The Human Perils of Scaling Smart Technologies: Evidence from Field Experiments
Smart-home technologies have been heralded as an important way to increase energy conservation. While in vitro engineering estimates provide broad optimism, little has been done to explore whether such estimates scale beyond the lab. We estimate the causal impact of smart thermostats on energy use via two novel framed field experiments in which a random subset of treated households have a smart thermostat installed in their home. Examining 18 months of associated high-frequency data on household energy consumption, yielding more than 16 million hourly electricity and daily natural gas observations, we find little evidence that smart thermostats have a statistically or economically significant effect on energy use. We explore potential mechanisms using almost four million observations of system events including human interactions with their smart thermostat. Results indicate that user behavior dampens energy savings and explains the discrepancy between estimates from engineering models, which assume a perfectly compliant subject, and actual households, who are occupied by users acting in accord with behavioral economists’ conjectures. In this manner, our data document a keen threat to the scalability of new user-based technologies.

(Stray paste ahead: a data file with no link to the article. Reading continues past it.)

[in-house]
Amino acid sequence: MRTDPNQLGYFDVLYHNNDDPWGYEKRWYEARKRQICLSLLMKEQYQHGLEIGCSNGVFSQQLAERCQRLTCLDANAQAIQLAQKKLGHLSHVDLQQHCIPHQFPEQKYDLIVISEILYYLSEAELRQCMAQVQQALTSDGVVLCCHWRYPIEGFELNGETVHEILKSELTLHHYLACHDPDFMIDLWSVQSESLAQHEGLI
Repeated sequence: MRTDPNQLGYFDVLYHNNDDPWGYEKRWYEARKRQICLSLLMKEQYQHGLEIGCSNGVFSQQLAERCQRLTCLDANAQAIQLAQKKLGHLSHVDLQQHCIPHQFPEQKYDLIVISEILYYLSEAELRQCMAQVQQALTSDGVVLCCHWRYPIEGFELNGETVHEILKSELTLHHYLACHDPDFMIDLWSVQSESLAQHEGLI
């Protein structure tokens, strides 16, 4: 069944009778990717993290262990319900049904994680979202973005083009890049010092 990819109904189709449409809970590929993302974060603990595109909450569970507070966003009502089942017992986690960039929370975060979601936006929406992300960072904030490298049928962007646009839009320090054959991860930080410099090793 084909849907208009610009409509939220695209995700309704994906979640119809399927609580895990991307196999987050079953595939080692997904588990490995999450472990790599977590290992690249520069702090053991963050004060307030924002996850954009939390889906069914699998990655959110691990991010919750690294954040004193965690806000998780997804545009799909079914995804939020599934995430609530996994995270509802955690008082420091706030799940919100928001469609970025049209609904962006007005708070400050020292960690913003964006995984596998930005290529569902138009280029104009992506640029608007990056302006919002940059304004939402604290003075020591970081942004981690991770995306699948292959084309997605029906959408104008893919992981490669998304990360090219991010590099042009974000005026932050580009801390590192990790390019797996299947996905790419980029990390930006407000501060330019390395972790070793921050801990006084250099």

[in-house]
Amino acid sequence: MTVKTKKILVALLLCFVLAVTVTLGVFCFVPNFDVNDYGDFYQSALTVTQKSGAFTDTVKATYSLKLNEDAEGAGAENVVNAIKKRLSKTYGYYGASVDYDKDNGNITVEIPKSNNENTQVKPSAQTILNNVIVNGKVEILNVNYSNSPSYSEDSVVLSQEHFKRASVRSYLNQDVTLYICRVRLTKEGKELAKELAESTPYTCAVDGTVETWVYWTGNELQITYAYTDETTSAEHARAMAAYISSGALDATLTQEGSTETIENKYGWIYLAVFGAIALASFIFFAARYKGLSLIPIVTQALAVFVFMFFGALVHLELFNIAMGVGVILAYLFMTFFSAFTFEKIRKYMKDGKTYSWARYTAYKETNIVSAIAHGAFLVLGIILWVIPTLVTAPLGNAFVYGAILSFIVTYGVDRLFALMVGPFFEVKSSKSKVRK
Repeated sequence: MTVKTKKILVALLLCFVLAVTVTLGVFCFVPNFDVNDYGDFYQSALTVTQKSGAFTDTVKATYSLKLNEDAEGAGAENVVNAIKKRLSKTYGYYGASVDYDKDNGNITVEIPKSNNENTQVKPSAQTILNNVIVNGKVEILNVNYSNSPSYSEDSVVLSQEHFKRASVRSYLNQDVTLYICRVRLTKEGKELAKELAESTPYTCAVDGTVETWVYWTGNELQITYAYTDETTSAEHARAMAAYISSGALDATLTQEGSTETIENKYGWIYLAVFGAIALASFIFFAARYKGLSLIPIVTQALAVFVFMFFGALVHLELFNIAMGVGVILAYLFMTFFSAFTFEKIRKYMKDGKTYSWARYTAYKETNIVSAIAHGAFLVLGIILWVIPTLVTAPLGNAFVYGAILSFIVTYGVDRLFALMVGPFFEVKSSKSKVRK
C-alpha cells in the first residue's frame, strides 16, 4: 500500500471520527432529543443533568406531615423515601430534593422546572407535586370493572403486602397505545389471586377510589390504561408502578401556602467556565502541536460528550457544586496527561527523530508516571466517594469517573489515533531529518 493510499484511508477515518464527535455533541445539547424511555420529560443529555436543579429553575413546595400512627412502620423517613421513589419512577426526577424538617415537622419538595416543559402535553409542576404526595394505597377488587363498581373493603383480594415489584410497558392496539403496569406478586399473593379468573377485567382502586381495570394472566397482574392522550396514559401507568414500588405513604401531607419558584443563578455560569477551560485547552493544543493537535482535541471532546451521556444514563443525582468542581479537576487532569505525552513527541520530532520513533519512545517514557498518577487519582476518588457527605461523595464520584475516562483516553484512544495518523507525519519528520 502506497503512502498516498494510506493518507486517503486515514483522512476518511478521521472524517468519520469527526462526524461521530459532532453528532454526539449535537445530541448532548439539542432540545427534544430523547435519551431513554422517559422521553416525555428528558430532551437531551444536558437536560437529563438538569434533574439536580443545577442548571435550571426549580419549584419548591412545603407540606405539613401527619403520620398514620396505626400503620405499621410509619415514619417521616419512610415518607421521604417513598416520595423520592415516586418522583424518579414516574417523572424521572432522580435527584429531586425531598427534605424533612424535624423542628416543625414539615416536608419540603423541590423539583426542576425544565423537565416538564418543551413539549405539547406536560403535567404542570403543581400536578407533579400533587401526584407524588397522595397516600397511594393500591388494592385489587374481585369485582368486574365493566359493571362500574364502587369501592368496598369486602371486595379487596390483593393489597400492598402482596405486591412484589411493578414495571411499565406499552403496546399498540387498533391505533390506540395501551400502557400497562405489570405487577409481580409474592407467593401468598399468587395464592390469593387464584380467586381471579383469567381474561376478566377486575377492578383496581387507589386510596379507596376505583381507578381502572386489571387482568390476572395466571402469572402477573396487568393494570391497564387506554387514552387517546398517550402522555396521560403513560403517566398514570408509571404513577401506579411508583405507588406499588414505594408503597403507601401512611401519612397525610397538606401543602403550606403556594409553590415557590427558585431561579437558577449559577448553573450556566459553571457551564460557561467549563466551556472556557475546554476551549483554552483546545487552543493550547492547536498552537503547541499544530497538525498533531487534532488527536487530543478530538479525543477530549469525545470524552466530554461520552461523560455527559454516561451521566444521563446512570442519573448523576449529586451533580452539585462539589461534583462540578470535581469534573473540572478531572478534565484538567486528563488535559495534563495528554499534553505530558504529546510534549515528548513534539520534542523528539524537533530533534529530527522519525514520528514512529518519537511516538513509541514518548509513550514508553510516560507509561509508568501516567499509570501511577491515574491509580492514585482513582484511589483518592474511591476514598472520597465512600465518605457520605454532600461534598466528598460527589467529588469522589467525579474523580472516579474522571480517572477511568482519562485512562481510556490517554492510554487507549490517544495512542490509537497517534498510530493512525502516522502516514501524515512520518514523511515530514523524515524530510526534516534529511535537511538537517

We thank Dylan Brewer, Fiona Burlig, Ken Gillingham, Michael Greenstone, Koichiro Ito, David Jimenez-Gomez, Juanna Joensen, David Novgorodsky, Mar Reguant, Florian Rundhammer, CaseyWichman, and seminar participants at the Advances with Field Experiments Conference, Heartland Environmental and Resource Economics Workshop, Federal Communications Commission, EPIC Faculty Workshop, NBER Environmental and Energy Economics Summer Institute, and Harvard Seminar in Environmental Economics and Policy for helpful comments and suggestions. Lillian Bartholomew, Ariel Listo, David Liu, Uditi Karna, and Jack Ogle provided excellent research assistance. We would like to thank Richard Caperton, Augustin Fonts, Ilan Frank, Kevin Hamilton, Nicholas Payton, Jim Kapsis, and many others at Opower for sharing data and offering insights. Opower provided the data analyzed in this paper to the authors under a nondisclosure agreement. The authors and Opower structured the agreement in a way that maintains the authors’ independence. In particular, the agreement stipulates that Opower has the right to review the publication prior to public release solely for factual accuracy. None of the authors were paid by Opower for this research. The views expressed herein are those of the authors and do not necessarily reflect the views of the National Bureau of Economic Research.